University of Maryland, he then entered the director’s program of the American Film
Institute, where he wrote this script with another classmate.  Dannelly may, or may not, be
an avowed atheist, but in the closing credits, he cites George Smith’s book, “Atheism:
The Case Against God” as a prime resource.

The most interesting thing about the release of this film is the way it is being marketed.  
No one dares admit that the basic premise is humanistic.  Instead, they say that the
message of tolerance and acceptance of dissent and diversity is the essence of “True
Christianity.”

Many vendors were not fooled by this kind of doublespeak, however, and the producers
had considerable trouble completing the film, as company after company refused to do
business with them after reading the script.

Critics have been divided.  Those with Christian leanings generally complain about it
being “shallow” and “crass,” while those with a leftward tilt go along with the campaign of
redefining humanistic atheism as a “deeper form of Christianity.”
Saved
CBS should be commended for their excellent production of the Salem Witch Trials,
starring Kirsty Alley, tonight (3/2/03).  This is a totally different approach from Arthur Miller’
s play – which was regarded as an allegory about the dangers of McCarthyism.  This one,
however, seems to be an indictment of the whole concept of supernaturalism.  It paints the
entire culture of Puritanism as totally insane – which leads inevitably to the tragic climax of
the witchcraft trials.

And why this new production at this time?  Because the hysterical spirit of Puritanism not
only still lives, but has now gained almost complete control of our government, and we
should be ready for the consequences.

Be sure to catch Part Two on Tuesday night, and I’m sure the series will be repeated at
some time in the future – unless religious pressure groups prevent it.
Salem Witch Trials
(TV Miniseries)
M. Night Shyamalan is the new golden boy of Hollywood and current maven of the
formulaic summer blockbuster.  His latest effort is “Signs,” starring Mel Gibson.  If you
thought all that breathless hype about crop circles had finally been put to rest by the
numerous exposés of crop artists and how they accomplish their works of cereal graffiti,
think again.  Old myths never die.

Assuming the worst, I originally had no intention of seeing this flick, but then I read an
interview with Shyamalan, in which he said that the movie was not really about crop
circles; it was a story of “faith.”  Since the director had been born in India, I thought he had
probably been raised as a Hindu, and might, therefore, be able to give the theme a new
twist.  No such luck.  It seems that he grew up in the U.S. and was sent to both Catholic
and Episcopal schools.  You can surmise the rest.

The story is a combination of “War of the Worlds” and “Night of the Living Dead.”  Mel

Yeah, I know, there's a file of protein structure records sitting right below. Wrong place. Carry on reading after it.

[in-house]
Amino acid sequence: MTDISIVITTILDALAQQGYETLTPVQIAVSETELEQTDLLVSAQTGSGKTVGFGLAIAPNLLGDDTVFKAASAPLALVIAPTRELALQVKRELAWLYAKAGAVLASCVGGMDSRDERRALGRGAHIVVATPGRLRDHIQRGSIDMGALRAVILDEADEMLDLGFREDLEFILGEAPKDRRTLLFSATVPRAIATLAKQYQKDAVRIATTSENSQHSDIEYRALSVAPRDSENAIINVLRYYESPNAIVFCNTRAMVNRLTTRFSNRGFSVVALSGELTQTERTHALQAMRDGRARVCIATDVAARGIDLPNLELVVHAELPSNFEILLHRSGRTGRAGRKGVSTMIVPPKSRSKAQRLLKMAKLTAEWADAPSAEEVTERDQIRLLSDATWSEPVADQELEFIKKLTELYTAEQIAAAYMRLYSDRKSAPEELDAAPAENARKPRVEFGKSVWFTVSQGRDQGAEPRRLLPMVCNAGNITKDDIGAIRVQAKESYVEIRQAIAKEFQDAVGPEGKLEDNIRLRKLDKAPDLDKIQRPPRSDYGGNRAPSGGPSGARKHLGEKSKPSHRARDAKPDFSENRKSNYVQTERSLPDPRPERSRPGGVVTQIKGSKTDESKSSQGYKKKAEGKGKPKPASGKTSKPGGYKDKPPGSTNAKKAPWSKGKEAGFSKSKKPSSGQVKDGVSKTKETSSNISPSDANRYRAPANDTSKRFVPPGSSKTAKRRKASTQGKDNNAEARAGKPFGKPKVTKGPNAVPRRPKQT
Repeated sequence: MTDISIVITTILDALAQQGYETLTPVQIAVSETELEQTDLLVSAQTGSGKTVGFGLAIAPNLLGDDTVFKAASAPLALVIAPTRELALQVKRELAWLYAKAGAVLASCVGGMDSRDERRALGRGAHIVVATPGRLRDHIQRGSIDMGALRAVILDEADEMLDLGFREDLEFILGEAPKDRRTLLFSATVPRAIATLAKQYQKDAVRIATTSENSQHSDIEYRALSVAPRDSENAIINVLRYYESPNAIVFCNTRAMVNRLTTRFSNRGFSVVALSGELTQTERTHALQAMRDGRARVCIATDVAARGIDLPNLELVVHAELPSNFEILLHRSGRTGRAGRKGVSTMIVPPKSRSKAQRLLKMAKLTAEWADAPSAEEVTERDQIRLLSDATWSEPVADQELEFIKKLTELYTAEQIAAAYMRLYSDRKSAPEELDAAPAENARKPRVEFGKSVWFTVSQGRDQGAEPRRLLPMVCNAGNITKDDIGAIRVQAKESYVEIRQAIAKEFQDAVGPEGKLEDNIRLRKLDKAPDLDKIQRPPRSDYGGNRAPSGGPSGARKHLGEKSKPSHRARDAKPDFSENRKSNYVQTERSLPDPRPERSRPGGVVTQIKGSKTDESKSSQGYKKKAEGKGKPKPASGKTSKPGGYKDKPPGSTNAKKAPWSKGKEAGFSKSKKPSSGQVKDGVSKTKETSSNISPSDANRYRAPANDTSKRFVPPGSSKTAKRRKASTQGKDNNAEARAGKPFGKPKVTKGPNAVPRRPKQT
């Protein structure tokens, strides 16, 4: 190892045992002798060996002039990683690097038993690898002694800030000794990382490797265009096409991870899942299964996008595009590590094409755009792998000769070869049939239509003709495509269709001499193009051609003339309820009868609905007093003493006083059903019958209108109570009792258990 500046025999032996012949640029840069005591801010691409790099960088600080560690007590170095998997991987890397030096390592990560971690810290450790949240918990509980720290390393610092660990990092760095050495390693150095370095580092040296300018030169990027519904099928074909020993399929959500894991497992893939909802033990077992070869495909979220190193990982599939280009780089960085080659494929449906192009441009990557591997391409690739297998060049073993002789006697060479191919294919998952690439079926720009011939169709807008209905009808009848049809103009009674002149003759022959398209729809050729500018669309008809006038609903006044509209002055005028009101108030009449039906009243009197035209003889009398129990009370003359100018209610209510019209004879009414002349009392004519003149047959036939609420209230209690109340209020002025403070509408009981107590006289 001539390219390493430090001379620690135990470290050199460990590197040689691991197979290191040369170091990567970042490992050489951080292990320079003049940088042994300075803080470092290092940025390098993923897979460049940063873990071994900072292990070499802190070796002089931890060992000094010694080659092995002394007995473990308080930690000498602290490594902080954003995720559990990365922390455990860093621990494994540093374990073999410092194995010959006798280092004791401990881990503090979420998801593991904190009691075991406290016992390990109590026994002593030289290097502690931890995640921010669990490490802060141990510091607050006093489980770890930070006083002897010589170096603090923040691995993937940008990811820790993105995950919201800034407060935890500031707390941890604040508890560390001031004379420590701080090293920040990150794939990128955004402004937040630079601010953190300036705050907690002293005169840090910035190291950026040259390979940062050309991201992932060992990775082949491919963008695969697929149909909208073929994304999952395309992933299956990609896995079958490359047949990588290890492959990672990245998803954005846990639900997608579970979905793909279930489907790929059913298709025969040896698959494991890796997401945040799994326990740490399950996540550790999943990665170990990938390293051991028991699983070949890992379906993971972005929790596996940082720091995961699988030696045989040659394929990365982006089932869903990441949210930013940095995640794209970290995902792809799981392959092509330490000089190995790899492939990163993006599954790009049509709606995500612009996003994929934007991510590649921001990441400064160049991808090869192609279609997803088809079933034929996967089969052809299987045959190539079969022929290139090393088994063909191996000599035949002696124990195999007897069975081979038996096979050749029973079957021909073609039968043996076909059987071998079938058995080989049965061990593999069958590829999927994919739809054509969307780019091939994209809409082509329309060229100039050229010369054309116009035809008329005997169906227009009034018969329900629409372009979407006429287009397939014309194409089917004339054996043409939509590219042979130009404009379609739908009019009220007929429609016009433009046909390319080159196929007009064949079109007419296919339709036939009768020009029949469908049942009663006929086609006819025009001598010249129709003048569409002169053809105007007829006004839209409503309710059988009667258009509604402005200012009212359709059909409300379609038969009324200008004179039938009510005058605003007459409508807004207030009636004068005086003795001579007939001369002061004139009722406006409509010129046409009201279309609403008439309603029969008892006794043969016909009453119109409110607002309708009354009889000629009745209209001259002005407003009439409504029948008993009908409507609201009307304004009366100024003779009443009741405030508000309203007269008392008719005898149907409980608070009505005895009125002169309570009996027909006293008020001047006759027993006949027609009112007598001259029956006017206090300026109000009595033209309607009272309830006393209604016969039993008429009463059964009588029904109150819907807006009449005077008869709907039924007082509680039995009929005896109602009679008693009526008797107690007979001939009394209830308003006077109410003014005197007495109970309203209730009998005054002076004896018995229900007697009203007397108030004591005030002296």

Gibson is an archetypal bitter atheist who was once an Episcopal priest, but who had
resigned from the church after his wife was killed in an accident.  He lives on a farm with
his brother and his two children.  One night a crop circle appears in his cornfield.  
Shymalan does acknowledge the disclosures about how these designs are created by
having Gibson make jokes about “nerds without girlfriends, using ropes and boards.”  But
then, of course, the whole world suddenly realizes that these are actually navigational
markers used by ETs in preparing for an attack on Earth.  Most of the film is devoted to
the family trapped in the farmhouse while the monsters try to break in.  There is one key
scene in which Gibson tries to explain to his brother the difference between theists and
atheists.  He says that theists are deluded but hopeful, whereas atheists are realists, but
fearful.  While in his atheist phase he is very rude to everyone and sometimes terrorizes
his children.  His brother scolds him for “losing his faith,” saying he is no longer the manly
and fearless big brother that he had always idolized.

But worry not; melodramas are designed to sell popcorn, not shed light on the human
condition.  So although thousands of people around the world are killed and/or abducted
by aliens, this family escapes harm; therefore Gibson regains his faith and returns to the
ministry.

I’m sure the film will sell lots of tickets, but sophisticated adults should save their money.
Signs
The Second Coming was produced by the British Broadcasting Corporation, and first
shown in the Spring of 2003 – at which time it created howls of outrage from some Brits
and praise from others.  The writer and executive producer was Russell T. Davies, a 40
year old (allegedly) gay Welshman who is best known for creating the TV series,
Queer as
Folk.
 It was rebroadcast on BBC America, Sept. 20, 2003, in order to publicize the DVD
release.

Davies seems to be using the metaphor of supernaturalism in order to satirize it – as was
done in “Oh God!” “Oh God, You Devil,” and “Bruce Almighty.”  By imagining what would
really happen if there were a “Second Coming,” he demonstrates how devastating it would
be.